Don’t Sabotage Your Recovery – Prepare Ahead

It is better to PREPARE and PREVENT than to REPAIR and REPENT.There is an old adage which has been quoted by President Ezra Taft Benson, among others: “It is better to prepare and prevent than to repair and repent.” This applies to living in a state of recovery as much (if not more) than it does to everyday life.

Think of it like this. My normal walk through life is like wading in the surf. The gentle ocean waves come in and out, lapping against my calves as I look around at the scenery and keep my eyes open for beautiful shells on the beach. Perhaps I walk out to a sandbar to see what I can find there. When the tide comes in the water rises. It can get up to my waist, with waves going even higher. If I don’t stay aware of the both the tide and the waves, I may find myself sputtering for air if I get hit by a particularly large one. However, if I keep aware and alert, I will see the wave coming. I can prepare by jumping up at the right moment, to keep my head above the water. Or, even better, I can get myself to safety before the tide gets that high. The more I practice this kind of awareness, the better I will become at recognizing how to keep myself safe.

How to Prepare for Everyday Life

One of the questions I ask my sponsees when we talk is, “What might happen today that could blindside you?” Then I ask, “What can you do to prepare so that you don’t lose your abstinence (or composure) when something unexpected happens?”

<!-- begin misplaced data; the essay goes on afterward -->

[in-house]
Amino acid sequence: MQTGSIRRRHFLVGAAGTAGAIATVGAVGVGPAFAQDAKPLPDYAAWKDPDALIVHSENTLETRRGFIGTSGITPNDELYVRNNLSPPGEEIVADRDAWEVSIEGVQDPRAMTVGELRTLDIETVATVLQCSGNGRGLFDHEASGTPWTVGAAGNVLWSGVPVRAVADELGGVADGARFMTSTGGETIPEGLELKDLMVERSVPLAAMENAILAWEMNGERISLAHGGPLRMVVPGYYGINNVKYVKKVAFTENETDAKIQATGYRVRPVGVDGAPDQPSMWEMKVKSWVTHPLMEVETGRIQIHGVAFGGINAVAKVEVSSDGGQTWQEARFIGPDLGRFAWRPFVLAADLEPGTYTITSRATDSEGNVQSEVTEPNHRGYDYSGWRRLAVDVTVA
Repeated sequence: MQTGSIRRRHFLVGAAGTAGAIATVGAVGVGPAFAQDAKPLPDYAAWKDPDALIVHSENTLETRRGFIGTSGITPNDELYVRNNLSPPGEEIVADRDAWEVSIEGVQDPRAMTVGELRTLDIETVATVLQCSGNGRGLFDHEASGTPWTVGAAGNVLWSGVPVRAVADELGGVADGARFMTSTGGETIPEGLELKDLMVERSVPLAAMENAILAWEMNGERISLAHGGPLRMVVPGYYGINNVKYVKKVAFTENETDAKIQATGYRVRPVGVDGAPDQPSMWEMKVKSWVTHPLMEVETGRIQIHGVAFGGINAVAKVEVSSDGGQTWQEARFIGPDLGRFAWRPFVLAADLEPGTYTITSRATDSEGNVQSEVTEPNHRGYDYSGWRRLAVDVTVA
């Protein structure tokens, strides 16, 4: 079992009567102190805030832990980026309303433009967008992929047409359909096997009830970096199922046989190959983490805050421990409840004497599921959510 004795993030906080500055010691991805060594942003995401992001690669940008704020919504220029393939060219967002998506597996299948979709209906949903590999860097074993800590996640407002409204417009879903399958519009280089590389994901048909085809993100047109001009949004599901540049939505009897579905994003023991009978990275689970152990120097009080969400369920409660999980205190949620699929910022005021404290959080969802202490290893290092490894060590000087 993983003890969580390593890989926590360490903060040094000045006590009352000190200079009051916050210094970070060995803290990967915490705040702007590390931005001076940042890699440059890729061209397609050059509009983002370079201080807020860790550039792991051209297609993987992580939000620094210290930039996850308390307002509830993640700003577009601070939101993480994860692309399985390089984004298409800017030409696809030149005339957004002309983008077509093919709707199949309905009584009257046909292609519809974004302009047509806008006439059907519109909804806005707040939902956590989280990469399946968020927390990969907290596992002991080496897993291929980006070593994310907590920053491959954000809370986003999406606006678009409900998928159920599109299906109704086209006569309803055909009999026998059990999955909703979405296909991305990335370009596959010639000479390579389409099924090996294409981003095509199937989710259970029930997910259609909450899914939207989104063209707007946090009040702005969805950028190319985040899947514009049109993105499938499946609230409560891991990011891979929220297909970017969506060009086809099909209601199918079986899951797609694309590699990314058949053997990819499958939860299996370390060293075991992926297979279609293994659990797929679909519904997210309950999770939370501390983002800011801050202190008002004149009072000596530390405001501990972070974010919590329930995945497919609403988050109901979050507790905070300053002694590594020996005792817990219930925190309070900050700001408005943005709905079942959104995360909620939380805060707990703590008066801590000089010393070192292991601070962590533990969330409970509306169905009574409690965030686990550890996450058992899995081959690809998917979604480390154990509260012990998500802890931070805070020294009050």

For example, if a compulsive eater tells me that she will be going with a group to a restaurant, I may encourage her to find the menu online and decide what she is going to eat before she gets there. Deciding what to order when you are hungry and surrounded by people who are ordering things which might not be good choices for you (but sound yummy) may not be a good idea.

Here is another example. A sponsee told me that she was going to have a very busy afternoon and evening, with just enough time to come home and eat before they were off to the evening’s activities. I asked her what she was planning to make for dinner. She hadn’t thought about it. She realized during our conversation that if she didn’t plan ahead and put something in the slow cooker in the morning, the options available in the evening were not going to be good, and she would be stressed and rushed. That is not a good situation to be in when you are trying to recover from any addiction. Knowing that dinner would be ready when they walked in the door contributed to their family having a much less stressful afternoon and evening.

  • Have you ever found yourself blindsided by something that you could have avoided if you had thought ahead about it?
  • Are you willing to practice thinking through your day and planning in the morning so that the rest of your day will go well?
  • What will you do today to avoid the “high tides” of life and prepare for the waves?

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Related Posts: Planned AbstinenceSome Patterns Cause Us to Stumble, Others Help Us Build,  Changing Channels

 

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